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In 2009, Rebecca and Josh Winslett were ready to start their family. Because of fertility challenges, the couple began to consider adoption. Much to their surprise, son Levi was born in 2011, and son Luke was born in 2014. However, Rebecca and Josh knew their family wasn’t yet complete.

“God had put it on our heart to adopt,” Rebecca said. After a lot of prayer and research, the Winsletts filed their adoption application in July 2018.

“China has always been on our minds. When we got started, we were told that the international adoption process could take about two years, but we got the call that we had matched with a child only 10 months in,” Rebecca said.

That call came in May 2019. There was a little girl in China. Her name was Maggie, and she had just turned two.

Enter the Adoption Clinic at Children’s of Alabama. The Adoption Clinic has been helping families like the Winsletts with international and domestic adoptions since 2002. The team of physicians, developmental specialists, social workers and clinical assistants provide medical evaluations, developmental assessments and therapy assessments. Many of the staff have adopted children of their own and can share unique insight with families at every stage of the adoption process.

Dr. Jennifer Chambers, pediatrician and founder of the Adoption Clinic, reviewed Maggie’s medical history that was provided by the Chinese adoption agency once the Winsletts were matched. The files that typically accompany an international adoption may not always be complete, and the contents may not be well translated to English. Rebecca said adoptive families are always told to “expect the unexpected.”

“Dr. Chambers reviewed Maggie’s medical file with us. As an adoptive parent herself, her passion for helping families is evident. She gave us great insight into Maggie’s history,” Rebecca said. “The medical evaluation is an extra piece of information that gives you peace of mind.”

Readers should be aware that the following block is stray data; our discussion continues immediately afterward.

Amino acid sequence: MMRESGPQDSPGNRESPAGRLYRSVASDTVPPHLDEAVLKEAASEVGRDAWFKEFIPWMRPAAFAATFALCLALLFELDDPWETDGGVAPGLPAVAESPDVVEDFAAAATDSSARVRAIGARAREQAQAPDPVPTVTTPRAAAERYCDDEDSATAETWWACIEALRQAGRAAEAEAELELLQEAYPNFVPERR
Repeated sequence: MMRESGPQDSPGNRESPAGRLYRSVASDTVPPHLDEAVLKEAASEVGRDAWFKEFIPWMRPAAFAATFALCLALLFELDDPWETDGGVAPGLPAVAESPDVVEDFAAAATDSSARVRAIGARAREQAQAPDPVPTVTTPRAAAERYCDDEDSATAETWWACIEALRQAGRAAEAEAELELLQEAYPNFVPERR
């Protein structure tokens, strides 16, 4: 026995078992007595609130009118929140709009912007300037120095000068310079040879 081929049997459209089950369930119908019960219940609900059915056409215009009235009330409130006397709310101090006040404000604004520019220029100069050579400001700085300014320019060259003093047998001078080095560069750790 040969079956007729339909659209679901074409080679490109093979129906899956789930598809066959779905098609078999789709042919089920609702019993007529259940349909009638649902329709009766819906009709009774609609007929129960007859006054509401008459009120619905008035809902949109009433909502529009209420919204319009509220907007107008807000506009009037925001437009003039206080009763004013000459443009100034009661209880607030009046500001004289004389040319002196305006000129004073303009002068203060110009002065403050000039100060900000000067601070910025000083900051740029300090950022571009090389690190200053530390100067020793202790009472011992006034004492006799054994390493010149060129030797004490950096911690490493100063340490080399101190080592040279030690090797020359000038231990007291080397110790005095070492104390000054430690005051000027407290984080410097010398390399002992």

China categorizes children who are ready for adoption as either special needs or special focus. Children in the special focus category have more severe health conditions, although as Rebecca noted, individual families will have different perspectives on what they consider to be severe. “Families have to ask themselves, ‘Is this something we think we can handle?’” she said. Maggie was considered special focus. She was diagnosed with spina bifida and already had a surgery in China when she was just four months old.

“We knew she would have mobility issues, but we were comfortable with that,” she said. “We have access to some of the greatest doctors and specialists right here in our own community at Children’s.” Rebecca said her own training as a nurse and her husband’s training as a social worker and pastor made them feel like they were equipped for any potential challenges.

Once in China to meet Maggie, Rebecca said Dr. Chambers was a lifeline for them back in the United States. “She was available to answer all of our questions. She was an all-encompassing resource and was always so quick to reply to us.”

When they arrived home with Maggie in September 2019, they had several follow up appointments at the Adoption Clinic. The purpose of these visits, which often included bloodwork and X-rays, is for doctors to verify that the child’s medical files were accurate. Rebecca said Maggie may have had one additional spina bifida-related surgery in China that wasn’t documented in her file since they discovered some undocumented scarring. Since arriving in Alabama, Maggie has had four surgeries at Children’s – one in ENT, two in orthopedics and one in neurosurgery.

The staff at the Adoption Clinic helped the family adapt following Maggie’s arrival. “Post adoption, they continue to be a fantastic resource for us,” Rebecca said. “They can help families learn if their child is exhibiting normal childhood behavior, or if the behavior is the result of some unknown past trauma.”

Rebecca said her oldest son Levi already had experience as a big brother and took to his new little sister quickly. Younger son Luke then became the middle child and was a bit slower to come around. “A child who joins your family through adoption requires a lot of attention, just like a newborn baby would,” Rebecca said. “It was challenging at first, but all three have settled in like a traditional sibling group.”

Maggie has since transitioned to various subspecialists at Children’s for her spina bifida needs. But the Adoption Clinic team will always be a special part of her care. “The staff has been great at offering advice, ‘let’s try this,’ then they follow up, ‘let’s adjust this,” Rebecca said. “Having someone like Dr. Chambers who’s ‘been there, done that’ has been huge.”